Jeremiah Haber, 17 November 2009
The question was anticipated and answered already in the Goldstone Report, and I cite it in my post below. Another answer has now been provided by Prof. David Shulman, Halbertal’s Hebrew University colleague. Shulman, whose book Dark Hope was reported on in this blog, has long been an activist on the West Bank with the Jewish-Arab group Ta’ayush.
Shulman’s piece, “Israel Without Illusions: What the Goldstone Report Got Right” starts off with partial agreement with Halbertal on some points.
There are, in my view, problems, distortions, and lacunae in the Goldstone report—some of them resulting from the fact that the Israeli government refused to cooperate with the UN commission. At the very least, Israeli testimony, both by ordinary soldiers and higher-ranking officers, might have modulated the sweeping conclusions in three of the most damning chapters of the report: “Chapter X. Indiscriminate Attacks by Israeli Armed Forces Resulting in the Loss of Life and Injury to Civilians”; “Chapter XI. Deliberate Attacks Against the Civilian Population”; and “Chapter XIII. Attacks on the Foundations of Civilian Life in Gaza.”
Shulman doesn’t say what these “problems, distortions, and lacunae” are, but when he writes that “at the very least,” more interviews with the IDF “might have modulated the sweeping conclusions in the three of the most damning chapters of the report,” you know how fundamentally he disagrees with Halbertal’s moral outrage over the report.
So where does he agree? On the “eerily neutral tone” taken by the report towards Hamas. C’est tout.
But after the perfunctory attempt at sounding conciliatory, Shulman gets down to business.
But the report’s attempt to link whatever happened in Gaza with what has been going on in the West Bank for the last forty-two years is wholly justified. The political background to the report is, before all else, a cultural and moral one. I do not believe that a society can disenfranchise, dispossess, and effectively dehumanize large numbers of people living between Jenin and Hebron without this process influencing the way it conducts a war in Gaza. No one who regularly visits the Palestinian territories controlled by Israel has to speculate about whether or not Israel is engaged in the routine abuse of human rights.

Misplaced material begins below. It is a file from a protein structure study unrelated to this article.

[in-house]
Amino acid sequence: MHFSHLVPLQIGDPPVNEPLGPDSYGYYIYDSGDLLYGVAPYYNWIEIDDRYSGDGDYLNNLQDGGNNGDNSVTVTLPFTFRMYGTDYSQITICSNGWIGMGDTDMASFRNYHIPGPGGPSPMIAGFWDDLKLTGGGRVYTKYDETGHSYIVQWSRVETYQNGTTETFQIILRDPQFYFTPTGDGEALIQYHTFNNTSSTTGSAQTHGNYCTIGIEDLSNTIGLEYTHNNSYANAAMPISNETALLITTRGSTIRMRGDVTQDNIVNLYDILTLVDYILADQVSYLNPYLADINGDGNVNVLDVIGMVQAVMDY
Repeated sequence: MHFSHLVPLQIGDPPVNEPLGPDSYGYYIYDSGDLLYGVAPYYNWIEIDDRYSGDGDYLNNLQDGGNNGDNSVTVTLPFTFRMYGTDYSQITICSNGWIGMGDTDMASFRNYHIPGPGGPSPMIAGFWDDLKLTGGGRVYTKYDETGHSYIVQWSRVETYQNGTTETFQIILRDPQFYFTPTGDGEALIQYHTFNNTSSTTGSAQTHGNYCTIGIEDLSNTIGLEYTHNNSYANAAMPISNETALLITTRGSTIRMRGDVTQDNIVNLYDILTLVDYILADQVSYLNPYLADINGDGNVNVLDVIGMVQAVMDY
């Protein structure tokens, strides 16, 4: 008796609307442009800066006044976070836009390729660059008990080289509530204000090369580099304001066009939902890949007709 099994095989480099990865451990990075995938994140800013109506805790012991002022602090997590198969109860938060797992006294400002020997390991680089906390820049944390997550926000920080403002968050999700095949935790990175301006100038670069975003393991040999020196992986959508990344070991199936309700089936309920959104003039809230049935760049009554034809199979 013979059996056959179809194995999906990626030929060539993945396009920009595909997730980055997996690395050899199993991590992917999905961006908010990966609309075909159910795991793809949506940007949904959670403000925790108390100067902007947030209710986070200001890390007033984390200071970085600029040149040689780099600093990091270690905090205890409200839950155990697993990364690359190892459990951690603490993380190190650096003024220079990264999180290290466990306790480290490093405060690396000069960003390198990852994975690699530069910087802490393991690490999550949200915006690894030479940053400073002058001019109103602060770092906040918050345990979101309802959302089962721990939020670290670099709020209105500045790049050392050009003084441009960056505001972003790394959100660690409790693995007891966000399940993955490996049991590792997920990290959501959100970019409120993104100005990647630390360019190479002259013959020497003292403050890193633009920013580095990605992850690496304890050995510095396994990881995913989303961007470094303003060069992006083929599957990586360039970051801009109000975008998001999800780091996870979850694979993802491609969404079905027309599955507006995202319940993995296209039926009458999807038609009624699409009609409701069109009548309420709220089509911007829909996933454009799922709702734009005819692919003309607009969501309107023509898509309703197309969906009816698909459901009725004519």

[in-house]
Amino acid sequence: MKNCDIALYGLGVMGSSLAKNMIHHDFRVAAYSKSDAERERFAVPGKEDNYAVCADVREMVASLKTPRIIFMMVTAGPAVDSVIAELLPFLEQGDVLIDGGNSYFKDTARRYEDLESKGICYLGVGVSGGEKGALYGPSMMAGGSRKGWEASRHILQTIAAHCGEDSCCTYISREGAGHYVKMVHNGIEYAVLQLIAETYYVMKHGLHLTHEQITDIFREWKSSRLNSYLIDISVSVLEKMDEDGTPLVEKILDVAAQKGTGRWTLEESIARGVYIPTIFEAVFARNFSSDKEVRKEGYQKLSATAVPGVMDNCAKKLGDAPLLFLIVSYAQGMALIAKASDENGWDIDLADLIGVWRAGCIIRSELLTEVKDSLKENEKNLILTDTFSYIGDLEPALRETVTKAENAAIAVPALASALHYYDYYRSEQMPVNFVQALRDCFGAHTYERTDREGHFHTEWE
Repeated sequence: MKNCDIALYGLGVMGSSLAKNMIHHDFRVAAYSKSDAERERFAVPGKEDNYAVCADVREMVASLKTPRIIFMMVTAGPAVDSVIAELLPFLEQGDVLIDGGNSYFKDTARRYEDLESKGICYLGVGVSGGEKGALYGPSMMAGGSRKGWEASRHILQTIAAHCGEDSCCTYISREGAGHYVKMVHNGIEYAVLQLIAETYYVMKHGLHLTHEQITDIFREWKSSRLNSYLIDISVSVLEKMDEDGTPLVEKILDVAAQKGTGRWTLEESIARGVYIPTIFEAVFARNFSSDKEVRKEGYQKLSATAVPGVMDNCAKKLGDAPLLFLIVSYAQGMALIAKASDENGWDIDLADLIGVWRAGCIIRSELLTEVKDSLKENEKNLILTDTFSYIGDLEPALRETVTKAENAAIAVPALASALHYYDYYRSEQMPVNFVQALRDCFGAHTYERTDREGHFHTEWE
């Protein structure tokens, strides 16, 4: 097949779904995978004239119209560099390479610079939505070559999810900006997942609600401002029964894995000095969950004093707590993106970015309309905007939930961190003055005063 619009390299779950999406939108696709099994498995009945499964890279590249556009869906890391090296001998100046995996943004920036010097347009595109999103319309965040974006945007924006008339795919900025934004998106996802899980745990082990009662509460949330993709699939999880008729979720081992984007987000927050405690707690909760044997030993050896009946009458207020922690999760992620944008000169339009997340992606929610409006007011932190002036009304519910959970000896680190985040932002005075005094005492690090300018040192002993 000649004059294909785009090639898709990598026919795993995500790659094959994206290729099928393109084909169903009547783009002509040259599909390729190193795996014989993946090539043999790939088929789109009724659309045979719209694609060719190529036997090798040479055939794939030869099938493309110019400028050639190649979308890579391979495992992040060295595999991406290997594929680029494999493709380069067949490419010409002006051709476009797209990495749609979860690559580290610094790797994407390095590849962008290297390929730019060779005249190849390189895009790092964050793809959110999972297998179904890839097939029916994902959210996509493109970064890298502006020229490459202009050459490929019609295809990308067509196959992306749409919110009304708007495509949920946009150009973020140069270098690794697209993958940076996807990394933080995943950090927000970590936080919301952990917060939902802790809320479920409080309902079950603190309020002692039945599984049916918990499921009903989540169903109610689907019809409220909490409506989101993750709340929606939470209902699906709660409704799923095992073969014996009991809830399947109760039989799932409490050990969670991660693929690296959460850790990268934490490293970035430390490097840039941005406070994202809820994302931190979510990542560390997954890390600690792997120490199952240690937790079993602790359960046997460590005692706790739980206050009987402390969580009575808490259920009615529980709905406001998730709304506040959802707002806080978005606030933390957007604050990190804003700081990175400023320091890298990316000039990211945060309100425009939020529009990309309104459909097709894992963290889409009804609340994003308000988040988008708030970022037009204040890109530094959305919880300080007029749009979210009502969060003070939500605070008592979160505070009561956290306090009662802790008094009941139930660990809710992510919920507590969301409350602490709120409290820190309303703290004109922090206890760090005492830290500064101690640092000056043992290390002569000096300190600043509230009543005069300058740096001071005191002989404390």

But at heart the problem is not, after all, a legal one: rather, it reflects our deeper vision of ourselves in the world and our ability to see, to imagine, and to acknowledge the suffering of other human beings, including those aspects of their suffering for which we are directly responsible. It is also important to note that the public debate itself has its limits, as you can see by the recent attempts to silence Dr. Neve Gordon of Ben-Gurion University or the no less invidious government campaign to dry up international funding for Shovrim Shtika (“Breaking the Silence”), the remarkably courageous group of ex-soldiers who have exposed recurrent acts of army violence against Palestinian civilians that they witnessed in Hebron and elsewhere in the territories. Shovrim Shtika has also meticulously collected soldiers’ testimony about what they saw or did during the Gaza campaign last December and January.
Shulman ends with saying what many have said – that the Gaza Op was different from previous operations in terms of dealing with civilians — that with each operation the IDF sinks to a new low. Those of us who have been around for a while remember when Israelis had at least a modicum of outrage over civilian deaths. A whole commission was set up to probe Israeli responsibility for a massacre in which the IDF did not even take part! Sorry to wax nostalgiac, but those were the days!
As prophesied long ago by the late philosopher Yeshayahu Leibowitz and others, the occupation—and above all the settlement project—have profoundly eroded the moral fiber of Israel, corroded central institutions of the society, and undermined our integrity as a political community. None of this happened in a vacuum; the “other side” has much to atone for as well. But even I can remember a time when charges of war crimes were not simply sloughed off by Israel’s leaders, when military mistakes that cost innocent civilian lives were acknowledged as such and elicited expressions of sorrow, and when Israeli courts clearly articulated the principle that a soldier has not only the right but indeed the duty not to carry out an order that is at odds with his conscience as a human being or with basic human values.
I remember vividly an eloquent apology offered on national television by then Chief of Staff Mota Gur for accidental civilian casualties caused by shelling during Operation Litani in Lebanon in the spring of 1978. One might also recall the time in late 1982 when some 300,000 ordinary Israelis came out to demonstrate in Tel Aviv because of Israel’s indirect responsibility, as occupying power, for the Sabra and Shatila massacre in Beirut. Times have changed.